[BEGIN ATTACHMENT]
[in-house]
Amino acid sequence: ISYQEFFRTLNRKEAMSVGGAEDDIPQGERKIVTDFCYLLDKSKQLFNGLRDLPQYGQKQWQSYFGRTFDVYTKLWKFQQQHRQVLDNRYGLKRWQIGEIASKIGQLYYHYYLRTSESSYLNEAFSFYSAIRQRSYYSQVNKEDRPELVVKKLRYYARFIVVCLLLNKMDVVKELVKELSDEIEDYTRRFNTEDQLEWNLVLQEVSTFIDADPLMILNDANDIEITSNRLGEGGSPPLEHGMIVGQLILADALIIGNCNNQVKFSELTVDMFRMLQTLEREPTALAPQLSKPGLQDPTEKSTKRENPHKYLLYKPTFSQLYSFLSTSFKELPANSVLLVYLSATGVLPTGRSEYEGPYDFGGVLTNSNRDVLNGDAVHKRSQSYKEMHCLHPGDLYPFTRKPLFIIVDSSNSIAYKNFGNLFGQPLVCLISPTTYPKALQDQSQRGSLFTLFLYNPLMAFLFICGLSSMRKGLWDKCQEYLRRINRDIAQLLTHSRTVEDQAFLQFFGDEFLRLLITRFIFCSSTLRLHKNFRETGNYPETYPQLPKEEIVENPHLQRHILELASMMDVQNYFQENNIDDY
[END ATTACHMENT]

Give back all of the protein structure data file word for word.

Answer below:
[in-house]
Amino acid sequence: ISYQEFFRTLNRKEAMSVGGAEDDIPQGERKIVTDFCYLLDKSKQLFNGLRDLPQYGQKQWQSYFGRTFDVYTKLWKFQQQHRQVLDNRYGLKRWQIGEIASKIGQLYYHYYLRTSESSYLNEAFSFYSAIRQRSYYSQVNKEDRPELVVKKLRYYARFIVVCLLLNKMDVVKELVKELSDEIEDYTRRFNTEDQLEWNLVLQEVSTFIDADPLMILNDANDIEITSNRLGEGGSPPLEHGMIVGQLILADALIIGNCNNQVKFSELTVDMFRMLQTLEREPTALAPQLSKPGLQDPTEKSTKRENPHKYLLYKPTFSQLYSFLSTSFKELPANSVLLVYLSATGVLPTGRSEYEGPYDFGGVLTNSNRDVLNGDAVHKRSQSYKEMHCLHPGDLYPFTRKPLFIIVDSSNSIAYKNFGNLFGQPLVCLISPTTYPKALQDQSQRGSLFTLFLYNPLMAFLFICGLSSMRKGLWDKCQEYLRRINRDIAQLLTHSRTVEDQAFLQFFGDEFLRLLITRFIFCSSTLRLHKNFRETGNYPETYPQLPKEEIVENPHLQRHILELASMMDVQNYFQENNIDDY